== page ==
Italian former prime minister Silvio Berlusconi, dubbed "the immortal" for his longevity in politics, was "stable" Thursday after a night in intensive care, according to a minister from his party.

The 86-year-old media mogul and senator, who has been in and out of hospital in recent years, was admitted Wednesday to the cardiac unit at Milan's San Raffaele Hospital for reported respiratory problems.

Foreign Minister Antonio Tajani, a member of Berlusconi's Forza Italia party, told Rai Uno radio that he had spoken to the magnate's doctor.

"He told me Silvio Berlusconi had a quiet night, his condition is stable," he said.

Tajani had earlier said Berlusconi was in intensive care "because of a problem concerning an unresolved infection".

Italy's best-selling Corriere della Sera daily said the magnate has been diagnosed with leukemia.

Berlusconi was rushed to hospital after complaining of breathing difficulties and had low blood oxygen levels which put his cardiovascular and respiratory systems under stress, Italian media reported.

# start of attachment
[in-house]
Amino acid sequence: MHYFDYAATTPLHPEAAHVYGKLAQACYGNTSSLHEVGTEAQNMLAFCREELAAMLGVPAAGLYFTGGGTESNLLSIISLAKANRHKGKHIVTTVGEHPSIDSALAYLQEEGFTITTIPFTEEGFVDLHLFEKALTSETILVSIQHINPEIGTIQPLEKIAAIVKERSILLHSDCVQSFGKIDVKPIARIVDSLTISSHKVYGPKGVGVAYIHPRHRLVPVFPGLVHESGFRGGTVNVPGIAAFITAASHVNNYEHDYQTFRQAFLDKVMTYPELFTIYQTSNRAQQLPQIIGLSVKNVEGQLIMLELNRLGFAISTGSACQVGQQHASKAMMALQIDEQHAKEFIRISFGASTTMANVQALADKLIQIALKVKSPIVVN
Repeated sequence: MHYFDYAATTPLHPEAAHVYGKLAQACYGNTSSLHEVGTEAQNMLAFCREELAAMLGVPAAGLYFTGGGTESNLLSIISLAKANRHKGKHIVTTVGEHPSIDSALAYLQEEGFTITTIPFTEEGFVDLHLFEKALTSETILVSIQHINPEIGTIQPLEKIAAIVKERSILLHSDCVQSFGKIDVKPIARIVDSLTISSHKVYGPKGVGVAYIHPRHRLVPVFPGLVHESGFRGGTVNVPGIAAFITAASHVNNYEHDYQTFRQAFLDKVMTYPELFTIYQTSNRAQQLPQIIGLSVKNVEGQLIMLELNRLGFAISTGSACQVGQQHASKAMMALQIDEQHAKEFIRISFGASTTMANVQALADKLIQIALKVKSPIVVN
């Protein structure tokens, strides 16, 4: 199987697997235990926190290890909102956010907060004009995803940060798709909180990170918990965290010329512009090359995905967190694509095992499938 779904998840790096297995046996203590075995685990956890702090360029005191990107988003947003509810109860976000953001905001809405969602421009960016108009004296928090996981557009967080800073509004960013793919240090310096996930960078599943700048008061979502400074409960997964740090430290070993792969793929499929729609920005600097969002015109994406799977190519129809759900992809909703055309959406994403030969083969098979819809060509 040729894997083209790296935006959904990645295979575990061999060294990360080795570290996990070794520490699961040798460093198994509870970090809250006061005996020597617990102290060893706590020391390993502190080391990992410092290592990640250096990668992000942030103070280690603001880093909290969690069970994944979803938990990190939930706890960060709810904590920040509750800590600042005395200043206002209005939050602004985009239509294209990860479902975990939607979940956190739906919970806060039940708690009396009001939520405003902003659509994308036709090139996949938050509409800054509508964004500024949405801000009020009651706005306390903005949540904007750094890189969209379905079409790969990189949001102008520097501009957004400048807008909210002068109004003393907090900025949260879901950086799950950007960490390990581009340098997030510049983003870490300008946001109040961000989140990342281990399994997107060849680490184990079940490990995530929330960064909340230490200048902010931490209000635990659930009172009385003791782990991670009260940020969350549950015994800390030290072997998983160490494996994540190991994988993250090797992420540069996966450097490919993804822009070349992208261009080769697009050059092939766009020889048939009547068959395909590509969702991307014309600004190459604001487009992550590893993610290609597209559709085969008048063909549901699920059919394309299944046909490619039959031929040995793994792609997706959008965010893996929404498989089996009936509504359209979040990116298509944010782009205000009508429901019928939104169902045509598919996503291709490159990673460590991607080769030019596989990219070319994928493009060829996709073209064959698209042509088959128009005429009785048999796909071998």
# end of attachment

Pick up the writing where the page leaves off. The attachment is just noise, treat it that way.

The billionaire leader of the right-wing Forza Italia party spent four days last month at the same hospital for what Italian news reports called heart issues, before being discharged last Thursday.

"I have already started working again... ready and determined to commit myself, as I have always done, to the country I love," he said in a message posted on social networks Friday.

And on Sunday, he posted a photo of himself grinning in front of a vast lawn of tulips in his villa in Arcore, in northern Italy.

After dominating Italian politics for decades, the "Cavaliere" as he is widely known in Italy, now appears physically diminished on the rare occasions he is seen in public.

Long gone are the days of his infamous erotic "bunga bunga" parties with young starlets, which he has always insisted were nothing more than elegant dinners.

Forza Italia is a member of Prime Minister Giorgia Meloni's right-wing coalition government, although the party attracts only about 10 percent of voters.

Meloni tweeted her "sincere and affectionate wish for a speedy recovery" Wednesday, while Matteo Salvini, whose League party is also a coalition member, tweeted "Forza Silvio, Italy is waiting for you!"

Berlusconi entered politics in 1994 and for millions of Italians he represented a golden age of the Italian economy and the self-made man.

Despite a series of sex scandals and court cases which threatened to tarnish his image, he has held a soft spot in many Italians' hearts since then.